Self-growth is a massive area of concern these days, with bookstore shelves filled with self-help books. As a society, we are becoming aware of the importance of inner growth. Mindfulness cultivates the perfect safe space for this inner growth to be cultivated. In one of the earliest surveys on voluntary simplicity, Duane Elgin (2010 ) found that mindfulness and inner growth were highly common themes for those who had chosen a simpler way of life.
Find your values
Once you are aware of your self. Spend some time to find what it is you value. Write them down. This could be playing sport every week, working towards high grades, calling a friend once a week, going out, reading the news, playing music, drawing, watching films. Alternatively, your values may be focused slightly differently: stop wasting money, eat healthier, read more, exercise more, develop myself, build great relationships…
What ever they are, once you define them you can work towards them.
Manage your space
The spaces we live in affect us massively, and our minds and our home have a very close link. The messier our mind, generally the messier our homes. Alternatively, the messier our home is, the harder it is to be calm and focussed when at home. This intimate connection is down to the fact that the material objects affect us. If you’ve read other minimalism blogs (create a blog list), you will have come across this idea: the objects we own take up our time. We have to clean them, tidy them, think about them, use them, fix them and think about them. That is a lot of ‘doing’ for one item. Take a moment to think about all the items you have. How much time could you save?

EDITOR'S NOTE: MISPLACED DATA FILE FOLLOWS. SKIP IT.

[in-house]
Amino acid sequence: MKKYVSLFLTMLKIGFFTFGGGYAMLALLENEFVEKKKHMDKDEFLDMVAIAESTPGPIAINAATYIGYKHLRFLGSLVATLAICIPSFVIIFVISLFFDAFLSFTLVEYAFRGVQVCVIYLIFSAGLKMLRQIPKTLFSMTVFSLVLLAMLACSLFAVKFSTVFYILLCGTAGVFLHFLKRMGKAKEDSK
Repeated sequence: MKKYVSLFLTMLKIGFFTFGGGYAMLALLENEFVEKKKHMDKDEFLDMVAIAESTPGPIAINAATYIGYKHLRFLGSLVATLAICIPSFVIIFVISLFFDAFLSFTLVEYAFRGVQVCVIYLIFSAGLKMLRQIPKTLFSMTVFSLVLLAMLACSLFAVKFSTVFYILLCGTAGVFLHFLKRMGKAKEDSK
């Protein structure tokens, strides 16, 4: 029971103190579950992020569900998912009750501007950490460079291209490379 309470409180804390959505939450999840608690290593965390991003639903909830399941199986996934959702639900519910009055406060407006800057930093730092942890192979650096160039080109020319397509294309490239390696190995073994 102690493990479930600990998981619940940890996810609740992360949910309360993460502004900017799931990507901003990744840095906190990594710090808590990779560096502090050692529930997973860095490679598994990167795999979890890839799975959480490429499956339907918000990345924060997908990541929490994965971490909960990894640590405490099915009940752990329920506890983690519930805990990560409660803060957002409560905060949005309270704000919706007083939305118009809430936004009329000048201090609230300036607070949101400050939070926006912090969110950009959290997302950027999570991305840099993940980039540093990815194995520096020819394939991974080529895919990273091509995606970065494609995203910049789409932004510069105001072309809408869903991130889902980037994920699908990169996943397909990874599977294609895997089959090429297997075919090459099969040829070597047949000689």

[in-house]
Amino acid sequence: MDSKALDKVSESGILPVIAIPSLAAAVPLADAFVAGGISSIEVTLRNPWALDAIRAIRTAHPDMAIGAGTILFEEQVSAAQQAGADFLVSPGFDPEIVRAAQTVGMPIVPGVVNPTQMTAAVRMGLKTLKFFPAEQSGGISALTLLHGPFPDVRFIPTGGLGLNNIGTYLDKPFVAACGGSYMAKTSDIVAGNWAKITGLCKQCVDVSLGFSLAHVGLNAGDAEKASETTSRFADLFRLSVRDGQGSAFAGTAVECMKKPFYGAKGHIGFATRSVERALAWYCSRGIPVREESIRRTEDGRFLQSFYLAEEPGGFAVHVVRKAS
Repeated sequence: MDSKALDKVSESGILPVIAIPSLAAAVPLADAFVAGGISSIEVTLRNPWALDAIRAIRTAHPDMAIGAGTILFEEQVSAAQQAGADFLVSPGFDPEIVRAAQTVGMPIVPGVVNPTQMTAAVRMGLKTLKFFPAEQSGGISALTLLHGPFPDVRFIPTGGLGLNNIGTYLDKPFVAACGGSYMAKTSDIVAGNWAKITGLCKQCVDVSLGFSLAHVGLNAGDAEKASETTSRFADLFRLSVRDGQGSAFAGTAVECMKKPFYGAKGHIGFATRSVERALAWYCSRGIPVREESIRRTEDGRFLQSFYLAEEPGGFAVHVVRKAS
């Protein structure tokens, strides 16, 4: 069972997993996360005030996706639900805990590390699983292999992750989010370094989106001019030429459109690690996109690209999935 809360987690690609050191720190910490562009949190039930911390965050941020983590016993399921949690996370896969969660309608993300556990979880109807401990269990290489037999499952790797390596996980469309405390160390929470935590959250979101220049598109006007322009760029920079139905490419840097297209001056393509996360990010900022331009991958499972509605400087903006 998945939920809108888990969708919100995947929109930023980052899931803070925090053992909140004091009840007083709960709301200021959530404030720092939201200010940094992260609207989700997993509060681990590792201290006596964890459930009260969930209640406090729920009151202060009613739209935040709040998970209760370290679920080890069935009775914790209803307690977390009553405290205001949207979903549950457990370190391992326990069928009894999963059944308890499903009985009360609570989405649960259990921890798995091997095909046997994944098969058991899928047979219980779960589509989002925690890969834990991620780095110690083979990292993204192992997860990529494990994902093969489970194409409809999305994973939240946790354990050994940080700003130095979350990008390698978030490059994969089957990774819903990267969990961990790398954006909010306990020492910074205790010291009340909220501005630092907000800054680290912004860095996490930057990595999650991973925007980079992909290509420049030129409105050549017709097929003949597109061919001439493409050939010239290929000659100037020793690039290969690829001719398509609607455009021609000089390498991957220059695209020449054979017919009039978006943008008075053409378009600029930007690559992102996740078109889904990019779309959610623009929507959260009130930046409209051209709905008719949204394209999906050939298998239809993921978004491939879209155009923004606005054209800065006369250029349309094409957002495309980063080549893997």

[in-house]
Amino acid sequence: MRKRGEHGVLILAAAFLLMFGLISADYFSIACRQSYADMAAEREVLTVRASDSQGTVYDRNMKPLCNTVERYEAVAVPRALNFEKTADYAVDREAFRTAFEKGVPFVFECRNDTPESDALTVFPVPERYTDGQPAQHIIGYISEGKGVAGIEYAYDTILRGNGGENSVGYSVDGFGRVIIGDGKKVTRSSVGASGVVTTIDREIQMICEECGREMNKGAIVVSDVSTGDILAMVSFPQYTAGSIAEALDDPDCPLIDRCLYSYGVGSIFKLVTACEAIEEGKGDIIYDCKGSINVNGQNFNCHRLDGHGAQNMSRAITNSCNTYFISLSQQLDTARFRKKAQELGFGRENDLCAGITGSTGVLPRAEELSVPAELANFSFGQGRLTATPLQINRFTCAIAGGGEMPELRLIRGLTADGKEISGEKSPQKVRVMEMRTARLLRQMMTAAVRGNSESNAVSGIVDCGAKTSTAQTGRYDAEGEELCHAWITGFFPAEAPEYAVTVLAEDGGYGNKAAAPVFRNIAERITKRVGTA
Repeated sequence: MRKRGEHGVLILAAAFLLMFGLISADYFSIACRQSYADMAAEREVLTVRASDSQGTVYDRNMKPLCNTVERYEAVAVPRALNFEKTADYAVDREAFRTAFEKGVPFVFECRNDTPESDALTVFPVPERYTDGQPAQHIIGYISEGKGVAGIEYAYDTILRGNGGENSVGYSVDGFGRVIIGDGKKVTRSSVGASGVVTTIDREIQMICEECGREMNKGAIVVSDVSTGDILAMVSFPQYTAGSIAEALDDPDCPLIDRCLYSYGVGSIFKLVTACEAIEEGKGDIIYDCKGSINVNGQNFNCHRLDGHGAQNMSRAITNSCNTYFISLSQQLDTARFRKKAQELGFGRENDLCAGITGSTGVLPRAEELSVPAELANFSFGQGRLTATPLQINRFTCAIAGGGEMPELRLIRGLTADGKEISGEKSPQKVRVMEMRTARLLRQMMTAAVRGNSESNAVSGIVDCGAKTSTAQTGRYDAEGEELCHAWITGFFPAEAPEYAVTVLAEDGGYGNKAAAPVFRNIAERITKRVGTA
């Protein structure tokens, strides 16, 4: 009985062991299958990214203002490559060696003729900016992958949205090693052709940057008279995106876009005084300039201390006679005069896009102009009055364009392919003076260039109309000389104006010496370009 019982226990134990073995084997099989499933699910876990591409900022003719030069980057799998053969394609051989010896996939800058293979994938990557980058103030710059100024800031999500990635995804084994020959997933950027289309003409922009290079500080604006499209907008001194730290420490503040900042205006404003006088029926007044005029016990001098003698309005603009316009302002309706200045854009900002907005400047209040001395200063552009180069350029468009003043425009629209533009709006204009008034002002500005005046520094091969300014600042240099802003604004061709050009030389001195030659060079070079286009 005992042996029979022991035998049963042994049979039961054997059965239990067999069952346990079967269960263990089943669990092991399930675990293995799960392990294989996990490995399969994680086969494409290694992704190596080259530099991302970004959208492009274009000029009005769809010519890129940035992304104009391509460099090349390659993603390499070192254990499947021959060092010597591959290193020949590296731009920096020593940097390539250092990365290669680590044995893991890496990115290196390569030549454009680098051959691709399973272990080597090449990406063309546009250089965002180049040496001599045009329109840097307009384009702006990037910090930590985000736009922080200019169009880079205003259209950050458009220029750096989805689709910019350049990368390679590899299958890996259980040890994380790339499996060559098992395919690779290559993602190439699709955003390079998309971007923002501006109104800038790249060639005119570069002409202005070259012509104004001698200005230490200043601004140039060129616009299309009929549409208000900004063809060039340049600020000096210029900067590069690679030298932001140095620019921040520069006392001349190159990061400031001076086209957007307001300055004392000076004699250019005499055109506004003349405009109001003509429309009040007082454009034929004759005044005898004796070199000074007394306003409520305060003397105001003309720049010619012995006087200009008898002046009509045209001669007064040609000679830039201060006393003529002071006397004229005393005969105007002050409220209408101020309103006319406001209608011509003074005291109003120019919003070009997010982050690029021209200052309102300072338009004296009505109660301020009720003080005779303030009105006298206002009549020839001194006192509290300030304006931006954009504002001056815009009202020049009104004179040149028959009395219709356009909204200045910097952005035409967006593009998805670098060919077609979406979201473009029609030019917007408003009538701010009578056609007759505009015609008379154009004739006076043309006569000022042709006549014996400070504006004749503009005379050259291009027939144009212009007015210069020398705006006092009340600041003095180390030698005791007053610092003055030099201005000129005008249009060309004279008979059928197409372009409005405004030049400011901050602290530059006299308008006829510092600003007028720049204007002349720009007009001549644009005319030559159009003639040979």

Keeping your space clear and clean is fundamental to creating a space where you can relax and enjoy yourself. Marie Kondo, the Japanese guru of tidying, has written extensively on the subject of tidying and space management, highlighting the benefits for us. The KonMari method is not for everyone, but her ideas carry a lot of value.
Turn down from 11
Most of us run on 11 – especially if you live in a city. Our phones are ringing, emails coming through, Twitter, Facebook, advertising, coffee, lunch, shopping, drinks, dinner, TV, gym. We cram in as much as we can. Generally from a misconception of necessity. We need to do all these things, otherwise we won’t be happy! Turning down from 11 involves a few steps, some of these take effort and time, but, in the long run, they save us heaps of it.
Unsubscribe from mailing lists!
If you’re like me, you’re probably signed up to loads of mailing lists: my phone company, university, student union, all the stuff I signed up to in freshers week, discount websites, charitable causes, social media notifications… take some time to figure out which ones you want to keep and unsubscribe from the rest! The easiest way I found of doing this was to do it as I got emails coming through. There are other ways, and take some time to plan how you are going to get through this. Once you’re done, create a system to ensure you get your inbox clear every day, this way it’ll never accumulate again.
Turn off notifications